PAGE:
Tuesday, April 14, 2009

Why CRE Lending Needs its Own Center for Disease Control

Imagine there is a disease that lies dormant for between 5 and 20 years, and then, over a 3 to 5 year period, kills 5 – 10% of our population. Now, suppose the first signs of a new outbreak are occurring. Would it surprise you if there was no central data repository to monitor the spread of the disease? That no teams of scientists study who survives, and who doesn’t? That no theories are developed to avert the next outbreak?

Of course, that would never happen in the United States. Virtually every disease outbreak and death in the US is reported to the Center for Disease Control (CDC), which identifies trends and coordinates research on the causes and prevention of disease. Any serious outbreak receives almost immediate attention and study.

There is nothing like the CDC when it comes to reporting and studying underperforming CRE loans. Obviously, human lives are more important than avoiding losses on loans, but it still puzzles me that there is no systematic, comprehensive effort to track defaults, diagnose the problems, and autopsy the failures. It’s apparent we are going to see major performance issues on CRE loans (see, for example, this post from Zero Hedge). Who is going to collect data and study what happens this time so we can avoid or minimize future losses?

There are some counterarguments to making the effort. Some people believe the problems are already diagnosed – for example, underwriting standards (LTV, DSC, interest only structures, etc.) were too aggressive. Undoubtedly that’s true, but it doesn’t explain everything. For example, here’s a table from the previously mentioned Zero Hedge post showing losses some CMBS loans:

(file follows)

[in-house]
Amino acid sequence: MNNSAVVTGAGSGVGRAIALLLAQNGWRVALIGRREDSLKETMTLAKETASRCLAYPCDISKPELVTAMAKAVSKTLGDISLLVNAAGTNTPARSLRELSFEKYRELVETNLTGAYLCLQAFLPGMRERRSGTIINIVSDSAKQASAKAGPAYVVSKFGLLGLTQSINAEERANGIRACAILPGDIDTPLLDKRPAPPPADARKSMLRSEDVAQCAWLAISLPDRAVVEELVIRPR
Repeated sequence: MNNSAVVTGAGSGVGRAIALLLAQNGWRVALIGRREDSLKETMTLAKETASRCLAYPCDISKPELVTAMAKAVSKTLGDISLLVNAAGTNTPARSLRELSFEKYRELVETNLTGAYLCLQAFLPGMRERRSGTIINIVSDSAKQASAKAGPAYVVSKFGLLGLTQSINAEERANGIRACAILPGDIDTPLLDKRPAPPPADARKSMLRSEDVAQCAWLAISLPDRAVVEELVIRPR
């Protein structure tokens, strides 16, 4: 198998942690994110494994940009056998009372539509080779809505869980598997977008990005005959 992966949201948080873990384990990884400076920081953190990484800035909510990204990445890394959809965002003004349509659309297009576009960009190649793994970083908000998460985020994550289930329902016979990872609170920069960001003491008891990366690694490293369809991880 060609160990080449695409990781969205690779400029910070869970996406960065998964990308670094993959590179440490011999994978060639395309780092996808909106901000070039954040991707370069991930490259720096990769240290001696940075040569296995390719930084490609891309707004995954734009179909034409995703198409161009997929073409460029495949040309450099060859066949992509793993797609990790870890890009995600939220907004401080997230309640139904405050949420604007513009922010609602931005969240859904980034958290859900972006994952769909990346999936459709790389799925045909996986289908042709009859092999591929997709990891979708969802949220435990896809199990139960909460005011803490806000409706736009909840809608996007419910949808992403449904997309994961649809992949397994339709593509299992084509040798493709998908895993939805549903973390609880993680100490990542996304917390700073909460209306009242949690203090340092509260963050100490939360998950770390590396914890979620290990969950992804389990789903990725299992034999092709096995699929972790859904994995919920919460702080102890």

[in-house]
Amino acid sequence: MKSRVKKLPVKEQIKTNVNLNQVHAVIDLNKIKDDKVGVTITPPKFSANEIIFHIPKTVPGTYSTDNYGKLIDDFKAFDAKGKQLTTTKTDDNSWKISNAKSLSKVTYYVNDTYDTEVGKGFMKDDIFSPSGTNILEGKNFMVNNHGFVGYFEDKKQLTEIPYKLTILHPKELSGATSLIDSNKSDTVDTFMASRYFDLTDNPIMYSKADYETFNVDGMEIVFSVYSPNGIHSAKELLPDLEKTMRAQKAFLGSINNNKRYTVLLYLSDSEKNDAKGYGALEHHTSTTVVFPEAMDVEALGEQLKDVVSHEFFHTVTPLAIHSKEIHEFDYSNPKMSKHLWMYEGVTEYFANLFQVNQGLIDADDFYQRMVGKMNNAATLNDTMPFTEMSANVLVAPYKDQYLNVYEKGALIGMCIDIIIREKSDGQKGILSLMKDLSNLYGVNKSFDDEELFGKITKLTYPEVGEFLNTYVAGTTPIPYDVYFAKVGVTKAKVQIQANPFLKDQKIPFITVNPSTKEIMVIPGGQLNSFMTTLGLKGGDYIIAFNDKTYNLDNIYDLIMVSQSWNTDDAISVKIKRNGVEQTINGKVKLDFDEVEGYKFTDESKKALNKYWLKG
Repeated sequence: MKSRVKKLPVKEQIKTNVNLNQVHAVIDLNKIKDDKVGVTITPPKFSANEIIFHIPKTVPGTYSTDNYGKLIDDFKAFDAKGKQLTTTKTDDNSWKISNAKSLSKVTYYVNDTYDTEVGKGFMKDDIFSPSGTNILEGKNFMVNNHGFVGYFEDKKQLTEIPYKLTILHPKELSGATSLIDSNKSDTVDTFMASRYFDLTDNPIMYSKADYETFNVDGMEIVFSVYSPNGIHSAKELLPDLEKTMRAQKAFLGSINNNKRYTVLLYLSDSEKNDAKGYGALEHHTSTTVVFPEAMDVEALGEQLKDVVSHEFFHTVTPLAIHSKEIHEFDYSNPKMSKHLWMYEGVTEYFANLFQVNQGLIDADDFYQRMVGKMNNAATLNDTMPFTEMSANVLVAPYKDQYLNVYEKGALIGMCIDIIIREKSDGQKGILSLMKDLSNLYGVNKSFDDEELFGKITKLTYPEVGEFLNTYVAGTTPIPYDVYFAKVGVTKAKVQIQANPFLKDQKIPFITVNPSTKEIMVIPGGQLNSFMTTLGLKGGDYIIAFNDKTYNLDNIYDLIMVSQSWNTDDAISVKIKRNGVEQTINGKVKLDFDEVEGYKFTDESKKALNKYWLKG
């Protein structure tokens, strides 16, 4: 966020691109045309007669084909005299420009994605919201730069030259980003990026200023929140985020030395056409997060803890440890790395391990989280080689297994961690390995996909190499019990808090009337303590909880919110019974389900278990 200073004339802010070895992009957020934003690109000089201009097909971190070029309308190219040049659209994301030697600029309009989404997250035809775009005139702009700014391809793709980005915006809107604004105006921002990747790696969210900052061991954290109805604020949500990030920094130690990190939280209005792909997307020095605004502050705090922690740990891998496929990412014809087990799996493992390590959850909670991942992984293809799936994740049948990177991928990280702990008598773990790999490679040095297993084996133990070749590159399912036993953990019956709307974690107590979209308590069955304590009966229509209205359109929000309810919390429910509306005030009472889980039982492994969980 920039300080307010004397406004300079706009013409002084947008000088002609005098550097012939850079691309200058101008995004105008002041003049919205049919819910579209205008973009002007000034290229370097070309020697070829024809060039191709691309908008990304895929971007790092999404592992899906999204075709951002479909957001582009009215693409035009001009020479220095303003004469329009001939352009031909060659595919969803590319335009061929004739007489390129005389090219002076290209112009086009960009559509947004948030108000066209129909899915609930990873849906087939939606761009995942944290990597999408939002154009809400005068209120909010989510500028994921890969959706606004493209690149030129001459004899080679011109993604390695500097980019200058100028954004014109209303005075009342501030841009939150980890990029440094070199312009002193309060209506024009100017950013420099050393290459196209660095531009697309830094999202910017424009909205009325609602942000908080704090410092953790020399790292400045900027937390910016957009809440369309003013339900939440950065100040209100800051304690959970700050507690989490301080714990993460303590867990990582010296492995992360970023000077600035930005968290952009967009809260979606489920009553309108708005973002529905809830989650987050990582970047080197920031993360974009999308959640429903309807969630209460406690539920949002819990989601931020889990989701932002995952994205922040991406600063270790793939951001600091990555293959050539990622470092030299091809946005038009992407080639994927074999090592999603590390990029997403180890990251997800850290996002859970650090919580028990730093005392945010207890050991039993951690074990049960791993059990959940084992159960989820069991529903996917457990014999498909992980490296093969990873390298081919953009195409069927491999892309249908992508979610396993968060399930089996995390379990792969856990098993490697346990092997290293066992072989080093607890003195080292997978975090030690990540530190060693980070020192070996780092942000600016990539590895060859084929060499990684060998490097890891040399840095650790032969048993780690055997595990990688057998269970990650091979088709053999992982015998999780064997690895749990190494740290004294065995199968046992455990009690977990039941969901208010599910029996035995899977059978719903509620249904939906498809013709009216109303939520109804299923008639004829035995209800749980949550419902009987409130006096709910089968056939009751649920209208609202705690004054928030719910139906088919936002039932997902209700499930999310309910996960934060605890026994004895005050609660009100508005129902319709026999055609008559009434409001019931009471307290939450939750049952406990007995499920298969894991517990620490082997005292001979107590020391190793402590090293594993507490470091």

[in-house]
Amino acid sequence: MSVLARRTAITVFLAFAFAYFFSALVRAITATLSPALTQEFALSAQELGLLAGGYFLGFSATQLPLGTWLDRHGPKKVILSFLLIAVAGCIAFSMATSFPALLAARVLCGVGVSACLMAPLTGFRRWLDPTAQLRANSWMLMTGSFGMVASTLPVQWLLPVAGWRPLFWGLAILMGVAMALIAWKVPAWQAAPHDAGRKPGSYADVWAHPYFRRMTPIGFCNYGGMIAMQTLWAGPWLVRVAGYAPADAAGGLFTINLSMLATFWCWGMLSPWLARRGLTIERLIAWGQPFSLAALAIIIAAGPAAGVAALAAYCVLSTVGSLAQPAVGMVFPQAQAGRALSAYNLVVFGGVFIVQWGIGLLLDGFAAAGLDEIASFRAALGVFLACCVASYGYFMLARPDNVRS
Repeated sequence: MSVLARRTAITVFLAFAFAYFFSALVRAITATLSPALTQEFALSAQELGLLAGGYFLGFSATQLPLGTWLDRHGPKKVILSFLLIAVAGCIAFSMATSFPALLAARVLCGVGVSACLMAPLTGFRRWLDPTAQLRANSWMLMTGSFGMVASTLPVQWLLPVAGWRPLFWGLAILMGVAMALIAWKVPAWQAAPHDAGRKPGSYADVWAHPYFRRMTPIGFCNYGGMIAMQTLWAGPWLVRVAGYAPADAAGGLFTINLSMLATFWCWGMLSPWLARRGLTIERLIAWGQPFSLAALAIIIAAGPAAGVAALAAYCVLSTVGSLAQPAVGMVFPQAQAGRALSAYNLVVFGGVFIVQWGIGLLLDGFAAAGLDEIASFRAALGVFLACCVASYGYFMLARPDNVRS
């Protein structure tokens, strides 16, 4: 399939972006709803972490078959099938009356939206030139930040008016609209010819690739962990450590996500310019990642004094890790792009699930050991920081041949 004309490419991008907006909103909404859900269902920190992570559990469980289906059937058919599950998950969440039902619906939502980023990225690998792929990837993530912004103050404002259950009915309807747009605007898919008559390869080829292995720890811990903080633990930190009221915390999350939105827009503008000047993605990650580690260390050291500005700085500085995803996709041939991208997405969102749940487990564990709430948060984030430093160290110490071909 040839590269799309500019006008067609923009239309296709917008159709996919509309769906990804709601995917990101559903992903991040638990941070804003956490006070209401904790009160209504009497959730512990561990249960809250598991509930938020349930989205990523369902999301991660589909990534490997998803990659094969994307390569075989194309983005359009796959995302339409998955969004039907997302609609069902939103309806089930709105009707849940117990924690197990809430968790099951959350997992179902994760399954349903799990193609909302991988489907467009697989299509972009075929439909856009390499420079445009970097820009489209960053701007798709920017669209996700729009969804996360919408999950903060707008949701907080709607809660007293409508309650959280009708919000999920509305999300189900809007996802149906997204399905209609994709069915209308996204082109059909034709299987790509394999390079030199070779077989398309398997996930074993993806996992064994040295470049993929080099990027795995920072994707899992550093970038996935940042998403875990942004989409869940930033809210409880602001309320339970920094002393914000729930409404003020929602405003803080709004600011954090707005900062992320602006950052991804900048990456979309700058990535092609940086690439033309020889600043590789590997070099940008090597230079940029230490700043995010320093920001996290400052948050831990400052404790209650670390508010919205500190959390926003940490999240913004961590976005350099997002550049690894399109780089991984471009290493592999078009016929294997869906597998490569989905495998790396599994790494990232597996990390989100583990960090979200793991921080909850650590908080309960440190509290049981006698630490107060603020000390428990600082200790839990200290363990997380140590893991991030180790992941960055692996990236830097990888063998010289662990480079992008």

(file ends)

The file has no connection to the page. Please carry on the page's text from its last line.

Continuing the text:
(Click on image for a larger version in a new window)

The last loan on the list is Coastal Carolina Campus Point. Costar had this to report when the loan hit the watch list:

Coastal Carolina Campus Point, Myrtle Beach, SC
The loan on this 144-unit multifamily student housing apartment complex was transferred to the special servicer in January 2005 due to monetary default and became real estate owned in November 2005. The property is 67% occupied. The total exposure on the loan was $11.6 million as of November 2006. The property is listed for sale with Marcus & Millichap with an anticipated February 2007 disposition date.

I’d like to know how it’s possible to lose almost 70% of principal on a multifamily deal that became REO in 2005. Does anyone really believe there are no lessons to be learned from deals like this?

You might say that figuring out the lessons are the responsibility of individual lenders. However, even the biggest lenders only see a small portion of the defaults. You might say that this is a function for the rating agencies, and I would agree with you, but do we really want this information to be proprietary? Also, rated deals are only a fraction of all CRE deals, and there are some sectors which are not covered by the rating agencies at all (for example, construction loans). Finally, as I’ve previously argued, most lenders and rating agencies are not focused on the right variables. 

Like the CDC, I think this is something that is best done by the government. The information should be in the public domain, and only regulatory agencies have access to all the information. As I’ve previously discussed, CRE loan underwriting never seems to improve, in part because the feedback cycle is very long. The current downturn is the first severe test of CRE loans since the early 1990’s, and is an opportunity to learn from our mistakes which probably won’t be repeated for many years. Will we take advantage of it, or just bury the bodies?